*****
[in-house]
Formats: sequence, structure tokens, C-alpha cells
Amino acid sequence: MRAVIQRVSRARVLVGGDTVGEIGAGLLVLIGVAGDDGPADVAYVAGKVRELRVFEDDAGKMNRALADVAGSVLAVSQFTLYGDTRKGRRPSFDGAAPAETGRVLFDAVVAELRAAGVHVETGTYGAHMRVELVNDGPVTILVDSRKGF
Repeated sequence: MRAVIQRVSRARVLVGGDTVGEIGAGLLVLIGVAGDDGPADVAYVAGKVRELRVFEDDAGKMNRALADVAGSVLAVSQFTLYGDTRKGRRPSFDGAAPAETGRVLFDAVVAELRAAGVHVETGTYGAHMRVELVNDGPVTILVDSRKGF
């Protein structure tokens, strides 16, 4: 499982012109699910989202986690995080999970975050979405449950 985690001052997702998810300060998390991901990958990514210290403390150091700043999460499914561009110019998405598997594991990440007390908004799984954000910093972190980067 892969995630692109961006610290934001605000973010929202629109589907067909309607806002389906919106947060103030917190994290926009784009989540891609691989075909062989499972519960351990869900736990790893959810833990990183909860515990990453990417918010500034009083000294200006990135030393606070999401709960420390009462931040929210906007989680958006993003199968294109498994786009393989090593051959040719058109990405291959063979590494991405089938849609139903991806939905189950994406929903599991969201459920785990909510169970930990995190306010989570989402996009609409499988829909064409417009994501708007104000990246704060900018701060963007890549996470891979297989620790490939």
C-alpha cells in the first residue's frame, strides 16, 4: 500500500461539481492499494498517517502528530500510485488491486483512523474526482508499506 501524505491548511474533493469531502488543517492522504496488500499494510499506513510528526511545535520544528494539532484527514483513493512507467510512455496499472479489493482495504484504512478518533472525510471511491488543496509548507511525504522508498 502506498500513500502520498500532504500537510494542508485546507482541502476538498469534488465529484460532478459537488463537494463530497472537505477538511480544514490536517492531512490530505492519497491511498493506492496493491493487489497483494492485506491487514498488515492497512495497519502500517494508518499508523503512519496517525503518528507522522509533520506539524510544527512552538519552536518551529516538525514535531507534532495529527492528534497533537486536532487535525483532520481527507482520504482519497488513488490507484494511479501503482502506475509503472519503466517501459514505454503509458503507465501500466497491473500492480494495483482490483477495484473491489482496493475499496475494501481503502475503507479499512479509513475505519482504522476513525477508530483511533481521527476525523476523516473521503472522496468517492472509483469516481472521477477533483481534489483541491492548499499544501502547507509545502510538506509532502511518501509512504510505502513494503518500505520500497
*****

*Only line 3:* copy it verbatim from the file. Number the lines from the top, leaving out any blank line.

Amino acid sequence: MRAVIQRVSRARVLVGGDTVGEIGAGLLVLIGVAGDDGPADVAYVAGKVRELRVFEDDAGKMNRALADVAGSVLAVSQFTLYGDTRKGRRPSFDGAAPAETGRVLFDAVVAELRAAGVHVETGTYGAHMRVELVNDGPVTILVDSRKGF